Setting up a Microsoft build server

What is needed to build .NET code without installing Visual Studio?

The question seems simple enough, but it is not at all so simple. There’s a lot to install on a blank server, to make this happen, especially if you need to build many different .NET Framework versions and project types. It’s also useful information, if you need to setup virtual build servers on the fly. In my next blog post, I will even show you how to setup a Dockerfile and pipeline, that makes it possible to setup a build server with docker. In this post, I assume that you have access to some kind of “blank” Microsoft server, for instance a Microsoft Windows Server 2016.

But first, we need to establish the requirements of a Microsoft build server.



The requirements for the server is quit simple:

  • Build .NET and .NET Core code without Visual Studio installed
  • Test the code (in this blog, I will use NUnit, as this is the unit test framework I primarily use)
  • Create a build artifact to publish/deploy somewhere (deployment is not described in this post – build examples will be described in a later post)


Components to install

So, what should we install and how? I will show you what to install and how to do it using some Powershell commands.


Windows features

First thing is to install some basic Windows features:

These features is used by MSBuild to define how an ASP.NET project is build.



MSBuild itself comes wrapped in a package from Microsoft called “Build Tools”. There’s a correlation between releases of Visual Studio and MSBuild versions. The reason is that a Visual Studio project file contains references to targets or target files. These target files defines the build process and thereby describes how MSBuild should build a given project file. All these target files are installed when installing Build Tools.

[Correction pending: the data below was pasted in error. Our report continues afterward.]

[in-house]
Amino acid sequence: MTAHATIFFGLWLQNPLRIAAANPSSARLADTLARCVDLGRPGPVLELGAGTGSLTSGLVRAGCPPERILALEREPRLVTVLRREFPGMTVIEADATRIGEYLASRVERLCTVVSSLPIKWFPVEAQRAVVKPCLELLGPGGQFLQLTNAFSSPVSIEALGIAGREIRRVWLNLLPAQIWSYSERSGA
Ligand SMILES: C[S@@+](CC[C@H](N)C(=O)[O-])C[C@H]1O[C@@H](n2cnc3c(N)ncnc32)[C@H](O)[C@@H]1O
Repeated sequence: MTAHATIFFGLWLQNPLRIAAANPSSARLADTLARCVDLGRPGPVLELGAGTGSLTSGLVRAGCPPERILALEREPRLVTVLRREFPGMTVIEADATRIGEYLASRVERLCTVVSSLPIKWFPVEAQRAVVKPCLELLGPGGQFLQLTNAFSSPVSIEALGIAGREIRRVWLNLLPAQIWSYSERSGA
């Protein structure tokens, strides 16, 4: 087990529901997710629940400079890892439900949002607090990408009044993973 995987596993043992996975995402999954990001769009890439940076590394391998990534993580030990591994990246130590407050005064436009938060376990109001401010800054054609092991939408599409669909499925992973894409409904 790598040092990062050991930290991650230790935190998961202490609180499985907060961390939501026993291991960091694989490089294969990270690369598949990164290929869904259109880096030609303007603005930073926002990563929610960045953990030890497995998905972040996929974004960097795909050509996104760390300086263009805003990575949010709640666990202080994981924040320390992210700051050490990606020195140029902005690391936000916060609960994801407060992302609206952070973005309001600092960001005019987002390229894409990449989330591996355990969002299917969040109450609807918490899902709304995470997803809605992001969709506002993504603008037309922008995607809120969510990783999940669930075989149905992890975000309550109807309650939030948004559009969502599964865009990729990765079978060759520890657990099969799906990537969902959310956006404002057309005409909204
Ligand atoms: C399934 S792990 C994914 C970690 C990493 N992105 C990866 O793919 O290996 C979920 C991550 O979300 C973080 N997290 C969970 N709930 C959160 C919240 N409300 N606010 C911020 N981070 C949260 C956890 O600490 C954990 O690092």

The Microsoft Build Tools are NOT backwards compatible. Microsoft have changed quit a lot in the format and the content of both the target and project files over the years (new project types have also emerged), so if you need to build older Visual Studio project files, then you have to install the corresponding Microsoft Build Tools versions! In the script below, I have chosen to install the three latest versions.

Notice the lines 3, 7 and 11, where the Build Tools is installed.

The first two lines install packages can be installed with the parameters:

  • “/Silent” (run the install in the background and don’t ask for user input)
  • “/Full” (everything is installed).


The latest Build Tools package (MSBuild 17 – last line in the script above), has all new parameters:

  • As the package contains a lot of components you wouldn’t normally need (mostly C++ stuff), you can choose only to install the MSBuildTools and the WebBuildTools component by using the “–add” parameter. If you need additional components, here’s a full overview:
    • MSBuildTools contains all the basic stuff you need, including MSBuild and target files, to build .NET projects.
    • WebBuildTools is important, if you need to build web projects (ASP.NET), as it contains the target files referred in those project files.
  • “–passive” is the same as “/Silent”
  • “–norestart” is what it is – don’t restart after installation (we will install a lot of stuff as well in the final install script).


.NET Framework Developer/Targeting packs